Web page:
Grilled Cheese Sammitches, with homemade Garlic Tomato Soup. © Sugar + ShakeApparently, today was National Grilled Cheese Sandwich Day. So in honor of the great Grilled Cheesus, I will finish up this post that I’ve left sitting in limbo for nearly a month. Hey, sometimes procrastination pays off!

I grew up in a cheese-less home. Oh, come on, it’s not that weird! I mean, for one thing, we’re Asian, so it’s not like dairy was going to be a major food group in our house.

I didn’t eat what the other kids did: no pizza, no mac-and-cheese, no grilled cheese sandwiches. My father hates cheese, and I followed along in his anti-cheese footsteps most of my life. I made an exception for mozzarella (pizza) first, then graduated to other innocuous, bland white cheeses—Swiss and Monterey Jacks and their ilk. I still refuse to eat any “stinky cheeses” (by which I mean anything that is furry, has blue/green specks, and/or smells like feet) and I’m very cautious about more strongly flavored items, like goat cheese, but I’m definitely more accepting of this branch of the dairy family than I once was.

Manchego cheese. Sugar’s favorite substitute for Parmesan. © 2012 Sugar + ShakeYou may have noticed that I substitute Manchego cheese when a recipe calls for Parmesan. Parmesan is just a bit too strong for me, though I will eat it if served it in a dish. Since cooking your own food is all about never having to eat what you don’t want, I just don’t use it in my own cooking. Manchego is a Spanish sheep’s milk cheese whereas Parmesan is an Italian cow’s milk cheese. Manchego’s not as hard as Parm—you can put it on a cheese platter and eat it in slices, which you probably wouldn’t want to do with Parmesan—and it’s more buttery and nutty. Incidentally, I discovered while researching for this post, there’s a Mexican cheese that’s also called “manchego” but it’s not the same at all—it’s much softer, milder and made from cow’s milk. We buy ginormous blocks of Manchego at Costco, chop it up into small blocks and, despite the advice of the folks at The Kitchn, freeze it. (I will say that if you’re planning on eating it on a cheese platter, follow their advice—don’t freeze it. But I mainly use it for risotto, soup and sauces, so I don’t really care that it develops a bit of a crumbly texture.)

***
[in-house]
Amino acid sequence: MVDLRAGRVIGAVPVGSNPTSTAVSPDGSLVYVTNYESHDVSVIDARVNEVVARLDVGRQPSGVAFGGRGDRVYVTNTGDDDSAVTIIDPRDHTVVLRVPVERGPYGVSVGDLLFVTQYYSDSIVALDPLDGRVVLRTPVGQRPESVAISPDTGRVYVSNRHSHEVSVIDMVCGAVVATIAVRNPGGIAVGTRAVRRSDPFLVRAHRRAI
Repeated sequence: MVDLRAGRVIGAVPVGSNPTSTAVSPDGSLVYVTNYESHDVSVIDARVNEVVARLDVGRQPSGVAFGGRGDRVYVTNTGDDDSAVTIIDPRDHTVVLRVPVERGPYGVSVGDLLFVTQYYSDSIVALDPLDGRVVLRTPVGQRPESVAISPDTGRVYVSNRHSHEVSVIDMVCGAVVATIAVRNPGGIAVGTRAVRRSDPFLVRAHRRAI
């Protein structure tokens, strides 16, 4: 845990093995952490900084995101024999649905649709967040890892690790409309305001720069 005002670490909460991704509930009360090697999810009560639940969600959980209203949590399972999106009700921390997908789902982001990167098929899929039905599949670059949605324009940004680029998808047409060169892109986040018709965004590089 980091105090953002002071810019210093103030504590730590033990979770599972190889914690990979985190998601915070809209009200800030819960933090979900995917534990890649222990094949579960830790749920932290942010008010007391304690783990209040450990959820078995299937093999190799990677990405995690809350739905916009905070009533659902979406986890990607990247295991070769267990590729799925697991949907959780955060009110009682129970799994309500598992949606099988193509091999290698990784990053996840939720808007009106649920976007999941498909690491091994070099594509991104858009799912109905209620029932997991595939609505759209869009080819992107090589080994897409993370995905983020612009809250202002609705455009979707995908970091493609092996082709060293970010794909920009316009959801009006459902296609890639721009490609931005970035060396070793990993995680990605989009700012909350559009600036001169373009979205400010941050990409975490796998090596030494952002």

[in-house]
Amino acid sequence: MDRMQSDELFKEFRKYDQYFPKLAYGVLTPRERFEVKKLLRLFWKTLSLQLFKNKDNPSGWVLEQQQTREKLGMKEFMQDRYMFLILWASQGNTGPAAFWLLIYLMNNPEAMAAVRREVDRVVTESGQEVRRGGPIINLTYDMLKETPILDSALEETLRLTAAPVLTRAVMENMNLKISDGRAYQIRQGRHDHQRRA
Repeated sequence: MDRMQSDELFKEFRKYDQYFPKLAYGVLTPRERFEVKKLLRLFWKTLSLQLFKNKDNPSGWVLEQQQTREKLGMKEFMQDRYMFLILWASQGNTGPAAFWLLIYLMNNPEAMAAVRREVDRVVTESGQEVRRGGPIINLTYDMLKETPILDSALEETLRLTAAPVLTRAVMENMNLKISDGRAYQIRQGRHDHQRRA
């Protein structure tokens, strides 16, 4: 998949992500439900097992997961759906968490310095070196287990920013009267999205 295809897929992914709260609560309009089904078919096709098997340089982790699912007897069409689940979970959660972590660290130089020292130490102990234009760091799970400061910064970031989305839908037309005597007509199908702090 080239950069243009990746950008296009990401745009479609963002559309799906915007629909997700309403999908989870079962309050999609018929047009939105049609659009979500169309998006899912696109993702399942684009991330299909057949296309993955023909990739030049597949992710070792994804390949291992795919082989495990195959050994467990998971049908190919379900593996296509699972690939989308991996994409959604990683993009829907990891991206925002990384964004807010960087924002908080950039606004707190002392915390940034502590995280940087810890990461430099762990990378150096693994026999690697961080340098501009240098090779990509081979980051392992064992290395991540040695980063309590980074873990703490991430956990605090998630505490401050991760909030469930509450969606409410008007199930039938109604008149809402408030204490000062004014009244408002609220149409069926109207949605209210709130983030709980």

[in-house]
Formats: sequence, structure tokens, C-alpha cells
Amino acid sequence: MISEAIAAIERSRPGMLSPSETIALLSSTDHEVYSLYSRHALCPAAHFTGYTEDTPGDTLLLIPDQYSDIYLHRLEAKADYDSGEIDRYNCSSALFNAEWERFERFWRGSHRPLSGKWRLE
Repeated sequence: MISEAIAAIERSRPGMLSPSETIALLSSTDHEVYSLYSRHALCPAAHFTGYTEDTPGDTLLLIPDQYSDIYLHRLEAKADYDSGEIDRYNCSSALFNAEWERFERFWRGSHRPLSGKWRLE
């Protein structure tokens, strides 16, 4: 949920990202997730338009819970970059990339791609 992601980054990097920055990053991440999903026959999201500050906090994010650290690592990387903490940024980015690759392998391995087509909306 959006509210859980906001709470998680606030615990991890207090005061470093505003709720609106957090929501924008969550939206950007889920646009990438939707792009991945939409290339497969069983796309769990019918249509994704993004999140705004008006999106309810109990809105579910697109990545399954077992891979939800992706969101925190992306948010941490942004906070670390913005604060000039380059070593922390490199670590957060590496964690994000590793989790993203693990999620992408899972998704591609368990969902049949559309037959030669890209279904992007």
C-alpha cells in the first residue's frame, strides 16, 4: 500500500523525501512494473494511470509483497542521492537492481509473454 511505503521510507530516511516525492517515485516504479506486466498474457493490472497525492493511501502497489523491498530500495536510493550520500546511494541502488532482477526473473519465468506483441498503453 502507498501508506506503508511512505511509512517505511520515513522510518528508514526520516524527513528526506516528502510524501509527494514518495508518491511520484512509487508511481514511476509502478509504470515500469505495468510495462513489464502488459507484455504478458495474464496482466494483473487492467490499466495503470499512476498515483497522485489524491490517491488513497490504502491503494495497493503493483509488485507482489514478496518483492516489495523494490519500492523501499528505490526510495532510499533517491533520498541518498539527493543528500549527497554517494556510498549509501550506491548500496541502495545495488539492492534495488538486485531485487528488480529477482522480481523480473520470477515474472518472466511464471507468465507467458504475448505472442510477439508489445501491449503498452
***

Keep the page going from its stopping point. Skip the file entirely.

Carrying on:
Anyway, this long and rambling introduction was meant to help you understand that it’s truly a Grilled Cheesus miracle that I now happily make and eat grilled cheese sandwiches at home. We buy high-quality cold cuts and cheese slices—we love Applegate Farms—and use fresh bread from St. Germain bakery (the French boule is one of our favorites for sandwiches and toast), and pair it up with a homemade tomato soup. Making the soup doesn’t take much longer than heating up a canned one, so it’s well-worth the effort; the taste is so much better, you’ll consume much less salt and all those other evil hidden additives that processed soups contain. The secret? Pomì strained tomatoes. They’re boxed, ready to go, and the only ingredient in there? Tomatoes. (Sorry, the Pomì site plays music, if you go to that link.)

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Sugar’s Garlic Tomato Soup

  • 1 box Pomì tomato strained tomatoes (you could purée your own, but the point of this recipe is that it’s easy and takes, like, only two steps)
  • 4 cloves garlic, minced or sliced paper thin (lately, I’ve been taken with the garlic slices thing; as always, if you’re not a big garlic lover, cut back to suit your taste)
  • Approx. ¼ cup cream (you can substitute half-and-half if you’re trying to cut back on calories or if that’s just what you happen to have in the house; milk, even whole milk, just won’t do it, though)
  • Salt & pepper to taste
  • Fresh thyme or rosemary sprigs (optional)
  • Olive oil

That’s all that’s in here! Simple, right?

Heat the olive oil in a sauce pot. Sauté the garlic until just before burned—they should be a lovely dark gold shade. Be careful, because they go from nutty brown to charred in the blink of an eye. (Some people strongly object to the taste of burnt garlic; if you’re one of those people, you might consider stopping when they begin to take on a nice light golden shade. Shake happens to like little burned garlic bits, and I like them crispy and nutty, so I push it to the edge.) If you’re using herbs, toss them in the pot now.

Turn the heat down to medium low. Add the Pomì strained tomatoes and cream. You can add more or less cream, depending on how rich you happen to like your tomato soup (and whether you’re using cream or half-and-half). Season with salt & pepper to taste. Simmer until heated through. Fish out any herb stems before serving.